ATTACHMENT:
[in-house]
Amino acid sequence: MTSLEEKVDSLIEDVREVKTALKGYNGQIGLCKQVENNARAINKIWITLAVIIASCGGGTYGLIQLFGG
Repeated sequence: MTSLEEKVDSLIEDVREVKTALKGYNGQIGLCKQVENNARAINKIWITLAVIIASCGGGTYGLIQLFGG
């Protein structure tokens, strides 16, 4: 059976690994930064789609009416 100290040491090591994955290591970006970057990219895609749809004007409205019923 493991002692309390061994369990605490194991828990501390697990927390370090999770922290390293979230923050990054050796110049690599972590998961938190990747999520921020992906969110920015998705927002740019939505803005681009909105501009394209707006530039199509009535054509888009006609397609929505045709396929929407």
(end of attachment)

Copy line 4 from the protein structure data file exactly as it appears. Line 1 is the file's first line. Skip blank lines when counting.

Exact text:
């Protein structure tokens, strides 16, 4: 059976690994930064789609009416 100290040491090591994955290591970006970057990219895609749809004007409205019923 493991002692309390061994369990605490194991828990501390697990927390370090999770922290390293979230923050990054050796110049690599972590998961938190990747999520921020992906969110920015998705927002740019939505803005681009909105501009394209707006530039199509009535054509888009006609397609929505045709396929929407």